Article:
Habits of the Mind
In the winter of 1998, I was under a lot of stress and losing the hearing in my left ear. When I decided my ear wasn’t going to get healthy on its own, I started seeing doctors – close to 10 – all had their own diagnosis but no real solution. The last one was an Ear-Nose-Throat MD – Homeopath who thought I had a food allergy, but the only way to identify the culprit(s) was to put myself on a clean diet, e.g., eliminate processed foods, sugar in any form, and rotate what other foods remained on a 4-day period. I was warned that such a radical change of diet would make me feel as if I had the flu. I was willing to try the diet because so much was at stake. I did feel lousy for five days, but after nine days, the asthma I’d had since age 10 disappeared. It took a while longer for my hearing to clear up, and it isn’t perfect, but it’s significantly better.
A diet is a huge habit to change, and most people who I’ve related my story to say look surprised (maybe they don’t believe me?) then say, more or less, It’s not for me. That’s a little too radical. I was motivated to change my eating habits because the reward – better hearing – was something I craved.
A couple of years ago I was listening to a radio broadcast about the book, The Power of Habit: Why we do What we do in Life and Business, by Charles Duhigg. Duhigg says that habits “emerge because the brain is constantly looking for ways to save effort. Left to its own devices, the brain will try to make almost anything routine into a habit, because habits allow our minds to ramp down more often… an efficient brain also allows us to stop thinking constantly about basic behaviors such as walking … so we can devote more mental energy “ to other things.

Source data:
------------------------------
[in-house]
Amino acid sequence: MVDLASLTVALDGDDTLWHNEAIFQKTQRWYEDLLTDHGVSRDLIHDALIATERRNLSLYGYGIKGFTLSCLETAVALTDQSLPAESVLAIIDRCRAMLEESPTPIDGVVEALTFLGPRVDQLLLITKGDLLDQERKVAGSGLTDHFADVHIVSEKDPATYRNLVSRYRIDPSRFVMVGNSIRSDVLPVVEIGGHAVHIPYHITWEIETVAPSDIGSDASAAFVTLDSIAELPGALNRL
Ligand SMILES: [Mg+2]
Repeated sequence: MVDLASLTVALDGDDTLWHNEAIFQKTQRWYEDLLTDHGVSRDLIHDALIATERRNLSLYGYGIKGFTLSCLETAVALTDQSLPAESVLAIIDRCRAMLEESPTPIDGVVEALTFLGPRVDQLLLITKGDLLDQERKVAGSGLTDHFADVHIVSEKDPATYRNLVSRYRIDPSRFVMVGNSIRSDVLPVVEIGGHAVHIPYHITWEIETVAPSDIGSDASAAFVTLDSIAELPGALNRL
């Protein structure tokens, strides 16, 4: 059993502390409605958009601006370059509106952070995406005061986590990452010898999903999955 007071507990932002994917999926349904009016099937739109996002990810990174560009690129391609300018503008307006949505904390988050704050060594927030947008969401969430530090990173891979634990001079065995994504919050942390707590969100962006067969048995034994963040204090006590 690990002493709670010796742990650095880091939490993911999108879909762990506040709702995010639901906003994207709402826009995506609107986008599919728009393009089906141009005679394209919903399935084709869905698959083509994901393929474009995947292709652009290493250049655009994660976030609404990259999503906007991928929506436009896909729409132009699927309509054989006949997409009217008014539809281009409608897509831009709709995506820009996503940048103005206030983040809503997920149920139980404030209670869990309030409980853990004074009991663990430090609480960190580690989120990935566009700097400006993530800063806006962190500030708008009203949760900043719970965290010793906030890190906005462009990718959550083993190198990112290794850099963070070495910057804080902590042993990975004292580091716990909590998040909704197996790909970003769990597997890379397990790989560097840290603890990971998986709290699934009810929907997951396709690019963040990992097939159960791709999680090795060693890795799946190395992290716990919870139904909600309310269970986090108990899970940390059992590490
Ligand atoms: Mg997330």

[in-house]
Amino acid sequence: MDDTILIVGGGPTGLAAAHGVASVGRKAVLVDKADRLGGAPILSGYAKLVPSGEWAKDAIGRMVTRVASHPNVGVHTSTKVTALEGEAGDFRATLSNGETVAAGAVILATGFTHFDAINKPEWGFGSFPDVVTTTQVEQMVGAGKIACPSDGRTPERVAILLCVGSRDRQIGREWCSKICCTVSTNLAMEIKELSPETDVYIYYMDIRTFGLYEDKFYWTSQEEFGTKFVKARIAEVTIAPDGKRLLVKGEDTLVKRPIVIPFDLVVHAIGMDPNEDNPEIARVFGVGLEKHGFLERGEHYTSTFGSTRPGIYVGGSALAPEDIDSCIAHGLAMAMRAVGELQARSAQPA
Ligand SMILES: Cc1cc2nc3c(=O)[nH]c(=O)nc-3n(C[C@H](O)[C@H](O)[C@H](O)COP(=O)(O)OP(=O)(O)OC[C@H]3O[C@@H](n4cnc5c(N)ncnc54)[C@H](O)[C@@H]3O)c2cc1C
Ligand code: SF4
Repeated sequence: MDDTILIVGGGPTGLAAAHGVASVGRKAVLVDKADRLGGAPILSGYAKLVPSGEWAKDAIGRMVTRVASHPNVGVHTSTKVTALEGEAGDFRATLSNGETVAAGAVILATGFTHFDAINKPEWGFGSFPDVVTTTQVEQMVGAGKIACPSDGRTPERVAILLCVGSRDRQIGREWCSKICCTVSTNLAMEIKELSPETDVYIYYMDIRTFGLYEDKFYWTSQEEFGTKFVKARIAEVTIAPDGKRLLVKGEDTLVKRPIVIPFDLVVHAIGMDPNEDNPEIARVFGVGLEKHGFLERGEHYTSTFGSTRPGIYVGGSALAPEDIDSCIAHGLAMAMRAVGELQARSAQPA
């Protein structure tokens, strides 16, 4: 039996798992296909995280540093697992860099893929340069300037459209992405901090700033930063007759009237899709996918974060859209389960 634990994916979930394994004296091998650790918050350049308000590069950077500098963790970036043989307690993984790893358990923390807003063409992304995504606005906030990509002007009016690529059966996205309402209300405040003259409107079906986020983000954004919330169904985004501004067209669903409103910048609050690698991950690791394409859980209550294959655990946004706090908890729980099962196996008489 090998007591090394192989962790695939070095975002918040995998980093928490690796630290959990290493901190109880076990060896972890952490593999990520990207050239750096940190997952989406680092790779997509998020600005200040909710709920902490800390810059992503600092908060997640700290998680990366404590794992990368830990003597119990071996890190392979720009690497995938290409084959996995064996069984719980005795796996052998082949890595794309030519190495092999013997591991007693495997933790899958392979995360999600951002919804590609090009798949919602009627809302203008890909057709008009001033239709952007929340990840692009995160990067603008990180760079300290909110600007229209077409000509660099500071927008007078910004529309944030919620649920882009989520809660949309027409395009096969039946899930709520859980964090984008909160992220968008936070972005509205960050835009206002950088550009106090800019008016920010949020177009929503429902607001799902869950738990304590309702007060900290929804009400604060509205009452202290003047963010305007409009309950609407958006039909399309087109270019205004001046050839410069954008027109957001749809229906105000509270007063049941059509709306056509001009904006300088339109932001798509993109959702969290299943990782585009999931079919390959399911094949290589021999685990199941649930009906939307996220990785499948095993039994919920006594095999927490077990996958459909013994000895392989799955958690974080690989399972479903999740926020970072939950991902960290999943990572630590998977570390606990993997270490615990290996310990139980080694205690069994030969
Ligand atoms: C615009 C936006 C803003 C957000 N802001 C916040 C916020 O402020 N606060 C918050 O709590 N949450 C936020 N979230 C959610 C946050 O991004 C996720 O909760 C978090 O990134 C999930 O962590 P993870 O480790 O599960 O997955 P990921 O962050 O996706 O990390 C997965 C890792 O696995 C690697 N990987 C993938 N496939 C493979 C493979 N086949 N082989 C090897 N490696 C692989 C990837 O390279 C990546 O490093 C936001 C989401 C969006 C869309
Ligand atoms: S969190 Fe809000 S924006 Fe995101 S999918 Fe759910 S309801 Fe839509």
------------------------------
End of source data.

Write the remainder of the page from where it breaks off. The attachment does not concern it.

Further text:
If you understand how habits work, then chances are better that you will have success in changing a habit. There are three parts to what is known as The Habit Loop: – the cue –a trigger that tells your brain to go into automatic mode; the routine – which can be physical, mental or emotional; and the reward, which helps your brain decide if the loop is worth remembering. Over time the loop – cue, routine and reward — can become automatic. (One study indicated that 40 percent of what we do is habit, not based on active decision-making.) When a habit emerges the “brain stops fully participating in decision making . It stops working so hard, or diverts focus to other tasks. So unless you deliberately fight a habit – unless you find new routines – the pattern will unfold automatically.”
As I’m writing this I am trying to understand how I developed this habit of biking into work because it is a long ride – ten-plus miles – and there are long hills to climb. It’s true that I don’t want to unnecessarily combust gasoline—I do think about being a good steward of the earth — but there had to be something personally at stake.